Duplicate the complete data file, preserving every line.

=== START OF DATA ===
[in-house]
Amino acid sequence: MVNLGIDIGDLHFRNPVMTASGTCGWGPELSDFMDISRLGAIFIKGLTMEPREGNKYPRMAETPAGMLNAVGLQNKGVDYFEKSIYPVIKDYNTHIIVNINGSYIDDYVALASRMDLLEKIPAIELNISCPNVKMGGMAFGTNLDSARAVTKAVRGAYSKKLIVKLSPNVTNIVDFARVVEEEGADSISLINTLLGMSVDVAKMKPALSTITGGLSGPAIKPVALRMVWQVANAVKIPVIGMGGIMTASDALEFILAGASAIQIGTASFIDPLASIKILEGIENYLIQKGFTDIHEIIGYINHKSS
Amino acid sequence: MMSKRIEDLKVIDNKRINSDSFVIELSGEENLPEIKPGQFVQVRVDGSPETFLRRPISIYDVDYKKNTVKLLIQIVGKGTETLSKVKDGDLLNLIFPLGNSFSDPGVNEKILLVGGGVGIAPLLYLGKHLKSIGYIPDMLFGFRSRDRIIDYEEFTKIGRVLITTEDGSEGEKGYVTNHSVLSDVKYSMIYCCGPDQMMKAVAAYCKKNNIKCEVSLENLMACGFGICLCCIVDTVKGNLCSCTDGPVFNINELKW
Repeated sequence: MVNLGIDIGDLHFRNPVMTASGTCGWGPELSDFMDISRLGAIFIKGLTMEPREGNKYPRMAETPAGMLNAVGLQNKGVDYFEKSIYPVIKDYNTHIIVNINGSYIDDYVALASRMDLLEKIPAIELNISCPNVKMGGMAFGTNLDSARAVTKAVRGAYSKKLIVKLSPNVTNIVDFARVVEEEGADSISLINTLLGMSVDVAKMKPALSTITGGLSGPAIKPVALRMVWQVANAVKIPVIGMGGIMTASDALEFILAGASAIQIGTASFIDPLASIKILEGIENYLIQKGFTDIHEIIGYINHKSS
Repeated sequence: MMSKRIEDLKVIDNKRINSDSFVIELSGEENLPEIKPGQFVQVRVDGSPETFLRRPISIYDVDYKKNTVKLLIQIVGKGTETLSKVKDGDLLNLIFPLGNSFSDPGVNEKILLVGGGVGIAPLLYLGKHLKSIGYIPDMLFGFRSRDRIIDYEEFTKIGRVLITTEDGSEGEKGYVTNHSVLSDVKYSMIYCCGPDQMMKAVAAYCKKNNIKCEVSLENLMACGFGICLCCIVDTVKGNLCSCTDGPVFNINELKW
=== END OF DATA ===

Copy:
[in-house]
Amino acid sequence: MVNLGIDIGDLHFRNPVMTASGTCGWGPELSDFMDISRLGAIFIKGLTMEPREGNKYPRMAETPAGMLNAVGLQNKGVDYFEKSIYPVIKDYNTHIIVNINGSYIDDYVALASRMDLLEKIPAIELNISCPNVKMGGMAFGTNLDSARAVTKAVRGAYSKKLIVKLSPNVTNIVDFARVVEEEGADSISLINTLLGMSVDVAKMKPALSTITGGLSGPAIKPVALRMVWQVANAVKIPVIGMGGIMTASDALEFILAGASAIQIGTASFIDPLASIKILEGIENYLIQKGFTDIHEIIGYINHKSS
Amino acid sequence: MMSKRIEDLKVIDNKRINSDSFVIELSGEENLPEIKPGQFVQVRVDGSPETFLRRPISIYDVDYKKNTVKLLIQIVGKGTETLSKVKDGDLLNLIFPLGNSFSDPGVNEKILLVGGGVGIAPLLYLGKHLKSIGYIPDMLFGFRSRDRIIDYEEFTKIGRVLITTEDGSEGEKGYVTNHSVLSDVKYSMIYCCGPDQMMKAVAAYCKKNNIKCEVSLENLMACGFGICLCCIVDTVKGNLCSCTDGPVFNINELKW
Repeated sequence: MVNLGIDIGDLHFRNPVMTASGTCGWGPELSDFMDISRLGAIFIKGLTMEPREGNKYPRMAETPAGMLNAVGLQNKGVDYFEKSIYPVIKDYNTHIIVNINGSYIDDYVALASRMDLLEKIPAIELNISCPNVKMGGMAFGTNLDSARAVTKAVRGAYSKKLIVKLSPNVTNIVDFARVVEEEGADSISLINTLLGMSVDVAKMKPALSTITGGLSGPAIKPVALRMVWQVANAVKIPVIGMGGIMTASDALEFILAGASAIQIGTASFIDPLASIKILEGIENYLIQKGFTDIHEIIGYINHKSS
Repeated sequence: MMSKRIEDLKVIDNKRINSDSFVIELSGEENLPEIKPGQFVQVRVDGSPETFLRRPISIYDVDYKKNTVKLLIQIVGKGTETLSKVKDGDLLNLIFPLGNSFSDPGVNEKILLVGGGVGIAPLLYLGKHLKSIGYIPDMLFGFRSRDRIIDYEEFTKIGRVLITTEDGSEGEKGYVTNHSVLSDVKYSMIYCCGPDQMMKAVAAYCKKNNIKCEVSLENLMACGFGICLCCIVDTVKGNLCSCTDGPVFNINELKW